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Waikoloa, HI
Jan. 3, 2007 to Jan. 6, 2007
ISBN: 0-7695-2755-8
pp: 107b
Linda M. Gallant , Bentley College
Mary J. Culnan , Bentley College
Patrick McLoughlin , Bentley College
In 2005, 52% of taxpayers filed their federal returns electronically. This is far short of the IRS goal of having 80% of returns filed electronically by 2007. Using the e-commerce technology adoption literature, this exploratory study investigates factors that differentiate e-filers from non-e-filers. People who efile perceived e-filing to be less useful measured as convenience, and less expensive than non-e-filers, with convenience making the greatest contribution. The results for perceived usefulness were unexpected. People who e-file also perceived e-filing to be safer but less easy-to-use than those who do not e-file; however, these variables were not significant discriminators of e-filers from those who did not e-file. As the costs associated with e-filing differentiate it from most other consumer e-commerce applications, this study contributes to the e-commerce technology adoption literature. Further, the findings suggest that the e-commerce adoption literature is an appropriate theoretical basis for studying adoption of egovernment applications.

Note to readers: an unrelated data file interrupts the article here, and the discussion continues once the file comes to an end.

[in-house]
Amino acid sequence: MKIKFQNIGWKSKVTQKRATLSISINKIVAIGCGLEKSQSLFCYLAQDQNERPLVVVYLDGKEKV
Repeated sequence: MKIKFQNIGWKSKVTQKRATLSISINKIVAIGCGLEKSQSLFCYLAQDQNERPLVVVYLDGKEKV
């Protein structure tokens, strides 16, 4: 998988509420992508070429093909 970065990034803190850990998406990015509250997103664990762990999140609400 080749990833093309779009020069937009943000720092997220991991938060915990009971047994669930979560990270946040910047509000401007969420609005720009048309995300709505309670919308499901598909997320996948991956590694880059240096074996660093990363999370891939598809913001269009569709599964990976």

Linda M. Gallant, Mary J. Culnan, Patrick McLoughlin, "Why People e-File (or Don?t e-File) Their Income Taxes", HICSS, 2007, Proceedings of the 40th Annual Hawaii International Conference on System Sciences, Proceedings of the 40th Annual Hawaii International Conference on System Sciences 2007, pp. 107b, doi:10.1109/HICSS.2007.615
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